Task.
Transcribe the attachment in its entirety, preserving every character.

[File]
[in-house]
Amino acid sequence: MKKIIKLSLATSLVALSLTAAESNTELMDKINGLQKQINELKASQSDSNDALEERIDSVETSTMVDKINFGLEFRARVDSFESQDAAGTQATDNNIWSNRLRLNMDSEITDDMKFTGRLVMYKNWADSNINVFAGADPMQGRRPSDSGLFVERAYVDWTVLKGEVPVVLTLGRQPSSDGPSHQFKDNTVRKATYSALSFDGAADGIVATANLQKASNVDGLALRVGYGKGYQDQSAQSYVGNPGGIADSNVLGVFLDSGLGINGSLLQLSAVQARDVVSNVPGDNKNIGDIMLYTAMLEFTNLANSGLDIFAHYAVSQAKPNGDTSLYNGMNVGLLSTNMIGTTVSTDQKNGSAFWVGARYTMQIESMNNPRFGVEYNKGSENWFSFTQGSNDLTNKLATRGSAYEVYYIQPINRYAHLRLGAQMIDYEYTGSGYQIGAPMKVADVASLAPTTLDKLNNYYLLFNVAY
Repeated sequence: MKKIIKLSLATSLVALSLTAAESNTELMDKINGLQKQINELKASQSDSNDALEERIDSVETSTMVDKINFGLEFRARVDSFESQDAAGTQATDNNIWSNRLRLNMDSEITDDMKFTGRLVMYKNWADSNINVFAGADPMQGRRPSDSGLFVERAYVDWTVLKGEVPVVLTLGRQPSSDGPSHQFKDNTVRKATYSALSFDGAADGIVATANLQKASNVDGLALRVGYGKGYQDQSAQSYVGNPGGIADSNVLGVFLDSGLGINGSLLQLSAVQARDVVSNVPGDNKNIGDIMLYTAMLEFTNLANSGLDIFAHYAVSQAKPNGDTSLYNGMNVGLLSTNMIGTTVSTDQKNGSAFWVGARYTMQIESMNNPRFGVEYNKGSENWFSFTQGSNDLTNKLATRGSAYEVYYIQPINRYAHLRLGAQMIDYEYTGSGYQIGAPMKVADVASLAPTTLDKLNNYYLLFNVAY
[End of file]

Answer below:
[in-house]
Amino acid sequence: MKKIIKLSLATSLVALSLTAAESNTELMDKINGLQKQINELKASQSDSNDALEERIDSVETSTMVDKINFGLEFRARVDSFESQDAAGTQATDNNIWSNRLRLNMDSEITDDMKFTGRLVMYKNWADSNINVFAGADPMQGRRPSDSGLFVERAYVDWTVLKGEVPVVLTLGRQPSSDGPSHQFKDNTVRKATYSALSFDGAADGIVATANLQKASNVDGLALRVGYGKGYQDQSAQSYVGNPGGIADSNVLGVFLDSGLGINGSLLQLSAVQARDVVSNVPGDNKNIGDIMLYTAMLEFTNLANSGLDIFAHYAVSQAKPNGDTSLYNGMNVGLLSTNMIGTTVSTDQKNGSAFWVGARYTMQIESMNNPRFGVEYNKGSENWFSFTQGSNDLTNKLATRGSAYEVYYIQPINRYAHLRLGAQMIDYEYTGSGYQIGAPMKVADVASLAPTTLDKLNNYYLLFNVAY
Repeated sequence: MKKIIKLSLATSLVALSLTAAESNTELMDKINGLQKQINELKASQSDSNDALEERIDSVETSTMVDKINFGLEFRARVDSFESQDAAGTQATDNNIWSNRLRLNMDSEITDDMKFTGRLVMYKNWADSNINVFAGADPMQGRRPSDSGLFVERAYVDWTVLKGEVPVVLTLGRQPSSDGPSHQFKDNTVRKATYSALSFDGAADGIVATANLQKASNVDGLALRVGYGKGYQDQSAQSYVGNPGGIADSNVLGVFLDSGLGINGSLLQLSAVQARDVVSNVPGDNKNIGDIMLYTAMLEFTNLANSGLDIFAHYAVSQAKPNGDTSLYNGMNVGLLSTNMIGTTVSTDQKNGSAFWVGARYTMQIESMNNPRFGVEYNKGSENWFSFTQGSNDLTNKLATRGSAYEVYYIQPINRYAHLRLGAQMIDYEYTGSGYQIGAPMKVADVASLAPTTLDKLNNYYLLFNVAY